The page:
Reincarnation of Charlotte Brontë – I can imagine Laurine loudly ordering a latte in Haworth, so maybe.

Rose on Keats’ grave – Hahahahahahahahahahaha. Oh, stop. (If Laurine is actually French, I have actually seen this kind of anglophile romanticism before – hello to the French man who, on discovering I was from Yorkshire,  wanted me to tell him all about the ‘beauty and brutality’ of the moors and my simple but charming childhood. I were born in Bradford, luv, not the 18th century.)

Any awkward moments?
We kept having to repeat ourselves as there was a flock of 30 bankers across the room, whose cacophony vastly exceeded the socially acceptable decibel level. We asked to be reseated.

I can be a bit of a Goldilocks when it comes to seating in a restaurant. I don’t mind asking to move, so long as it doesn’t look like it’s going to push the waiting staff over the edge. I have an amazing talent that I would like to share with you. Should we ever go out to dinner, and I have booked it, or I am the one asking for a table for two, watch in WONDER as we are led to the worst table in the place. Even if almost all the other tables are empty, I will be shown to the table that’s right next to the toilets, has a chair missing, and is actually on fire. Trust me. For a long time, I accepted this as my lot, but then about ten years ago, I decided to imagine I was in a hidden camera gameshow and that this was the first test, so I would ask to move, or even without sitting down, ask for another table right away. As long as you’re really polite and friendly, staff tend not to mind. My view is that unless someone who’s booked has asked for that specific table, if it has a reserved sign on it, they haven’t yet arrived, and it’s a better table than mine, it belongs to me.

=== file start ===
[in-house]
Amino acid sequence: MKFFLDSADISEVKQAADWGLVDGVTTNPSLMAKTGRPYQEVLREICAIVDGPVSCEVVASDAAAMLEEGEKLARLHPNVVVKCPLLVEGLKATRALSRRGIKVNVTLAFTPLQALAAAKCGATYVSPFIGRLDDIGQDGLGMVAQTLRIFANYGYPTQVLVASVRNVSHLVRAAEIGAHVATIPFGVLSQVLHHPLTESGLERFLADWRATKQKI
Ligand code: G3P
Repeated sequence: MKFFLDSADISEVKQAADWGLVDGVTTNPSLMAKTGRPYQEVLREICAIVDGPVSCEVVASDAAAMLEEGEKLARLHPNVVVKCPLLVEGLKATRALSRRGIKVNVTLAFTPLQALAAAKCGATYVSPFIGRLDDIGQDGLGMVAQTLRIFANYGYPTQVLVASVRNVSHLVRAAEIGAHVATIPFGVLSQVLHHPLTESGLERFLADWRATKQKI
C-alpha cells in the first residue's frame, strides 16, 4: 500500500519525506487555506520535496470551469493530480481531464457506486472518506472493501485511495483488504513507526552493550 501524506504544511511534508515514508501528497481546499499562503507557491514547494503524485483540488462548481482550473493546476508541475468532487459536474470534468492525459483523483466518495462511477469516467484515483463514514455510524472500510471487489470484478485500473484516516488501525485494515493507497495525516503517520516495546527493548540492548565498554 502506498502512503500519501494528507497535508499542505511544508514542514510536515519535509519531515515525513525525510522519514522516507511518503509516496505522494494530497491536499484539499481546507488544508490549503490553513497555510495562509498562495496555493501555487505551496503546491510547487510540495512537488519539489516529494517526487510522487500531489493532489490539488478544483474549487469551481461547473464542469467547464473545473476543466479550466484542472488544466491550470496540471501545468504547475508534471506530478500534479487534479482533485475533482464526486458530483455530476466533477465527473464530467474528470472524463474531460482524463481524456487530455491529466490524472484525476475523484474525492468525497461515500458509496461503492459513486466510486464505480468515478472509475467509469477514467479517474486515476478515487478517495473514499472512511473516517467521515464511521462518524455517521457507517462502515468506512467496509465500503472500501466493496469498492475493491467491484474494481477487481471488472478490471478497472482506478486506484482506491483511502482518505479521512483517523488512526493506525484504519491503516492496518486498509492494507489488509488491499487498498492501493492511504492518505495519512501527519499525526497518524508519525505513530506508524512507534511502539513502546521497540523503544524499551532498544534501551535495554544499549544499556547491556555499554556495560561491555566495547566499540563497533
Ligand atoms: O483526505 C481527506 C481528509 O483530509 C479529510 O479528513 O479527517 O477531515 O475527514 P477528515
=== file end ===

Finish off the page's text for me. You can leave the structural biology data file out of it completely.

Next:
Anyway, this is the second GBD in a month where a wanker at the next table has threatened to ruin everything.

Good table manners?
She tackled her curry, rice and naan with grace.

I don’t think I have ever managed grace with a naan in my hand, but well done Laurine if this is indeed the case.

Best thing about Fred?
He spent the evening discussing arts, opera and feminist literature, only to admit, four drinks in, that his favourite movie is The Devil Wears Prada.

Meryl spins round in her chair and grabs a coffee in the Devil Wears Prada

Haha remember the dreary Devil Wears Prada discourse over who was the most ‘terrible’ character in it? The ‘Andy’s friends are the true villains’ kept reply-guys and people who didn’t get enough attention in the sixth-form common room busy, for, ooh, most of 2017. God, Twitter was at its most ‘Dom Joly doing lines from Arthur 2: On The Rocks at Speakers’ Corner for a viral video’ energy back then.